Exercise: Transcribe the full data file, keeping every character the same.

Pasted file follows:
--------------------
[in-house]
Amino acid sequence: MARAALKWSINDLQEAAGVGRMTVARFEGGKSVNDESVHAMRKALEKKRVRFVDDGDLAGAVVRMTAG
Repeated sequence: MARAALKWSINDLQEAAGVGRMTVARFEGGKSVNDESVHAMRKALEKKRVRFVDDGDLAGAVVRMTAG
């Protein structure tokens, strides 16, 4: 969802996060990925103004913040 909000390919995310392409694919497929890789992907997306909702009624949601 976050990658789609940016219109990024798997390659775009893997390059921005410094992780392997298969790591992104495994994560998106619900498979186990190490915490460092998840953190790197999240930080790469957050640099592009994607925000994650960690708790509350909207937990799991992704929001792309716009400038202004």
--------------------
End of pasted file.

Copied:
[in-house]
Amino acid sequence: MARAALKWSINDLQEAAGVGRMTVARFEGGKSVNDESVHAMRKALEKKRVRFVDDGDLAGAVVRMTAG
Repeated sequence: MARAALKWSINDLQEAAGVGRMTVARFEGGKSVNDESVHAMRKALEKKRVRFVDDGDLAGAVVRMTAG
């Protein structure tokens, strides 16, 4: 969802996060990925103004913040 909000390919995310392409694919497929890789992907997306909702009624949601 976050990658789609940016219109990024798997390659775009893997390059921005410094992780392997298969790591992104495994994560998106619900498979186990190490915490460092998840953190790197999240930080790469957050640099592009994607925000994650960690708790509350909207937990799991992704929001792309716009400038202004």